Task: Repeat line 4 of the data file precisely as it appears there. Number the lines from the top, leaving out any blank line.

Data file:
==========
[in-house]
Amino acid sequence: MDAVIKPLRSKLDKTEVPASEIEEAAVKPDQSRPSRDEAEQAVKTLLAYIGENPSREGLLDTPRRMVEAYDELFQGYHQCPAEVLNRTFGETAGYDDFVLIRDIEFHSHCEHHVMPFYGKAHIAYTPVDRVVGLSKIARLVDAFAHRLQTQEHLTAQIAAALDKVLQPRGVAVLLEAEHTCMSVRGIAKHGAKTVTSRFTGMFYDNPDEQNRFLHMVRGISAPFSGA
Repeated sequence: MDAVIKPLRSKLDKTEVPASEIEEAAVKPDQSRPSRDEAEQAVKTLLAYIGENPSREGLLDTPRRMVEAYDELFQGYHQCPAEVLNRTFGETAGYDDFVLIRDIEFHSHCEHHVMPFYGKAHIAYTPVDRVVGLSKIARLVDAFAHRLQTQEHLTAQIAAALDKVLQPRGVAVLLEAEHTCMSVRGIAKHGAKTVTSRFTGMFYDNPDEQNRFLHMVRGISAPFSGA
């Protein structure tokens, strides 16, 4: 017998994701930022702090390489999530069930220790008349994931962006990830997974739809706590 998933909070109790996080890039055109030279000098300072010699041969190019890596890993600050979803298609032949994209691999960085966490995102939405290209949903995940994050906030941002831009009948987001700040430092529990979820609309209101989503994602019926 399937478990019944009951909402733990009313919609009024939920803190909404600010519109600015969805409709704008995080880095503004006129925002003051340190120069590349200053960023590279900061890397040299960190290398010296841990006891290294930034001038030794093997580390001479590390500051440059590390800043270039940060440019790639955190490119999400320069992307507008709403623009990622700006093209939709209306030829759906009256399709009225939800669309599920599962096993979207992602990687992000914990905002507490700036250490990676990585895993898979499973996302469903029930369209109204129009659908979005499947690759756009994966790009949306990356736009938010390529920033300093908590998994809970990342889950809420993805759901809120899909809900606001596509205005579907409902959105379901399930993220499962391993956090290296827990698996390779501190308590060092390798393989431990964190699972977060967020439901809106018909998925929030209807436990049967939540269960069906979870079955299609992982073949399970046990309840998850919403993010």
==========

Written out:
């Protein structure tokens, strides 16, 4: 017998994701930022702090390489999530069930220790008349994931962006990830997974739809706590 998933909070109790996080890039055109030279000098300072010699041969190019890596890993600050979803298609032949994209691999960085966490995102939405290209949903995940994050906030941002831009009948987001700040430092529990979820609309209101989503994602019926 399937478990019944009951909402733990009313919609009024939920803190909404600010519109600015969805409709704008995080880095503004006129925002003051340190120069590349200053960023590279900061890397040299960190290398010296841990006891290294930034001038030794093997580390001479590390500051440059590390800043270039940060440019790639955190490119999400320069992307507008709403623009990622700006093209939709209306030829759906009256399709009225939800669309599920599962096993979207992602990687992000914990905002507490700036250490990676990585895993898979499973996302469903029930369209109204129009659908979005499947690759756009994966790009949306990356736009938010390529920033300093908590998994809970990342889950809420993805759901809120899909809900606001596509205005579907409902959105379901399930993220499962391993956090290296827990698996390779501190308590060092390798393989431990964190699972977060967020439901809106018909998925929030209807436990049967939540269960069906979870079955299609992982073949399970046990309840998850919403993010």